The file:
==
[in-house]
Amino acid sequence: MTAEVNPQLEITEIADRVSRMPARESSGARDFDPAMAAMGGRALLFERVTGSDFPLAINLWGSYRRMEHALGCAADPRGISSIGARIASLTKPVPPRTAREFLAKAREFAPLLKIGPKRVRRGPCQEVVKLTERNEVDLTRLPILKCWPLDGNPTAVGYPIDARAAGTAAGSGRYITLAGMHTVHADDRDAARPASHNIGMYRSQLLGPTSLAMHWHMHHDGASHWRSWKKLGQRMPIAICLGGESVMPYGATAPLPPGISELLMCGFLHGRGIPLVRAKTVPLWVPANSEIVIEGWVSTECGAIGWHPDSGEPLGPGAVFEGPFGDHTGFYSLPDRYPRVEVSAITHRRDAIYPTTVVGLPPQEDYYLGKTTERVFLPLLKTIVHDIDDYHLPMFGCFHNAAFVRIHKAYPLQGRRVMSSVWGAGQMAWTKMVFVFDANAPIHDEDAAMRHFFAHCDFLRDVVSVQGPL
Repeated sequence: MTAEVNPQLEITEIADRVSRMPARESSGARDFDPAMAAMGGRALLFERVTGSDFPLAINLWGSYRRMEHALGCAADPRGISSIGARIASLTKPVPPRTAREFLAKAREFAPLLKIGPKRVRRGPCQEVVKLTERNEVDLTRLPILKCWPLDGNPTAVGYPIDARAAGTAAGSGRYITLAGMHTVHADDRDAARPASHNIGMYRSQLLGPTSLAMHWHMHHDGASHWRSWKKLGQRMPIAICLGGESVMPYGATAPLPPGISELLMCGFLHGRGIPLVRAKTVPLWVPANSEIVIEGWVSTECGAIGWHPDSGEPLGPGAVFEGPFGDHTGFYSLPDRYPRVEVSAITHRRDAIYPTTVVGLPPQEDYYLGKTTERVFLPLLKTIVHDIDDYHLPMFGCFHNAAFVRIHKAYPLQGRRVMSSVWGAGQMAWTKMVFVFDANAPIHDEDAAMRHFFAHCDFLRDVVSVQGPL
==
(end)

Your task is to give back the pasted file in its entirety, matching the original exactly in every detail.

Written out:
[in-house]
Amino acid sequence: MTAEVNPQLEITEIADRVSRMPARESSGARDFDPAMAAMGGRALLFERVTGSDFPLAINLWGSYRRMEHALGCAADPRGISSIGARIASLTKPVPPRTAREFLAKAREFAPLLKIGPKRVRRGPCQEVVKLTERNEVDLTRLPILKCWPLDGNPTAVGYPIDARAAGTAAGSGRYITLAGMHTVHADDRDAARPASHNIGMYRSQLLGPTSLAMHWHMHHDGASHWRSWKKLGQRMPIAICLGGESVMPYGATAPLPPGISELLMCGFLHGRGIPLVRAKTVPLWVPANSEIVIEGWVSTECGAIGWHPDSGEPLGPGAVFEGPFGDHTGFYSLPDRYPRVEVSAITHRRDAIYPTTVVGLPPQEDYYLGKTTERVFLPLLKTIVHDIDDYHLPMFGCFHNAAFVRIHKAYPLQGRRVMSSVWGAGQMAWTKMVFVFDANAPIHDEDAAMRHFFAHCDFLRDVVSVQGPL
Repeated sequence: MTAEVNPQLEITEIADRVSRMPARESSGARDFDPAMAAMGGRALLFERVTGSDFPLAINLWGSYRRMEHALGCAADPRGISSIGARIASLTKPVPPRTAREFLAKAREFAPLLKIGPKRVRRGPCQEVVKLTERNEVDLTRLPILKCWPLDGNPTAVGYPIDARAAGTAAGSGRYITLAGMHTVHADDRDAARPASHNIGMYRSQLLGPTSLAMHWHMHHDGASHWRSWKKLGQRMPIAICLGGESVMPYGATAPLPPGISELLMCGFLHGRGIPLVRAKTVPLWVPANSEIVIEGWVSTECGAIGWHPDSGEPLGPGAVFEGPFGDHTGFYSLPDRYPRVEVSAITHRRDAIYPTTVVGLPPQEDYYLGKTTERVFLPLLKTIVHDIDDYHLPMFGCFHNAAFVRIHKAYPLQGRRVMSSVWGAGQMAWTKMVFVFDANAPIHDEDAAMRHFFAHCDFLRDVVSVQGPL